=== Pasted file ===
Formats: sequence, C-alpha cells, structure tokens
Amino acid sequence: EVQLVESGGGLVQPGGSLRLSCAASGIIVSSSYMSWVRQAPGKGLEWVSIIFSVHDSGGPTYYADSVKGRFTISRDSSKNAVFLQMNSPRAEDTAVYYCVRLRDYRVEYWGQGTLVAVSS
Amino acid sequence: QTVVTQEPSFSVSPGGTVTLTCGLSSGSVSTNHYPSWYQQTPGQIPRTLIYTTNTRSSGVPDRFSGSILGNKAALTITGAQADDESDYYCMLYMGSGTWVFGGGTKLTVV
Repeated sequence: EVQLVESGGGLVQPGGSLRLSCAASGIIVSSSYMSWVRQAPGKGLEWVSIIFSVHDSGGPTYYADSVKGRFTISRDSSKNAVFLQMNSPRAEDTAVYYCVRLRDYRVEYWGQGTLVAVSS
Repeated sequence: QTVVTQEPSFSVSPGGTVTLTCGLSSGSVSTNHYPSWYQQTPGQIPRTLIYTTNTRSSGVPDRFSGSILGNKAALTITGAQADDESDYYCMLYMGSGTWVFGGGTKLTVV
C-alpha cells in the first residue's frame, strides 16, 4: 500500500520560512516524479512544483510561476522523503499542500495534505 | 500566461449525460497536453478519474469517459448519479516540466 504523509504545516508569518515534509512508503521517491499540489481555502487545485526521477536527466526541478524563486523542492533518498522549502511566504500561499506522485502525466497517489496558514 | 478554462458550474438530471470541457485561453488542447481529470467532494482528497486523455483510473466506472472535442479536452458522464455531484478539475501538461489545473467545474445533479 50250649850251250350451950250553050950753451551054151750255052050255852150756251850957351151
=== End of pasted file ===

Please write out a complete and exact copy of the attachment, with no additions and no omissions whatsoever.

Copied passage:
Formats: sequence, C-alpha cells, structure tokens
Amino acid sequence: EVQLVESGGGLVQPGGSLRLSCAASGIIVSSSYMSWVRQAPGKGLEWVSIIFSVHDSGGPTYYADSVKGRFTISRDSSKNAVFLQMNSPRAEDTAVYYCVRLRDYRVEYWGQGTLVAVSS
Amino acid sequence: QTVVTQEPSFSVSPGGTVTLTCGLSSGSVSTNHYPSWYQQTPGQIPRTLIYTTNTRSSGVPDRFSGSILGNKAALTITGAQADDESDYYCMLYMGSGTWVFGGGTKLTVV
Repeated sequence: EVQLVESGGGLVQPGGSLRLSCAASGIIVSSSYMSWVRQAPGKGLEWVSIIFSVHDSGGPTYYADSVKGRFTISRDSSKNAVFLQMNSPRAEDTAVYYCVRLRDYRVEYWGQGTLVAVSS
Repeated sequence: QTVVTQEPSFSVSPGGTVTLTCGLSSGSVSTNHYPSWYQQTPGQIPRTLIYTTNTRSSGVPDRFSGSILGNKAALTITGAQADDESDYYCMLYMGSGTWVFGGGTKLTVV
C-alpha cells in the first residue's frame, strides 16, 4: 500500500520560512516524479512544483510561476522523503499542500495534505 | 500566461449525460497536453478519474469517459448519479516540466 504523509504545516508569518515534509512508503521517491499540489481555502487545485526521477536527466526541478524563486523542492533518498522549502511566504500561499506522485502525466497517489496558514 | 478554462458550474438530471470541457485561453488542447481529470467532494482528497486523455483510473466506472472535442479536452458522464455531484478539475501538461489545473467545474445533479 50250649850251250350451950250553050950753451551054151750255052050255852150756251850957351151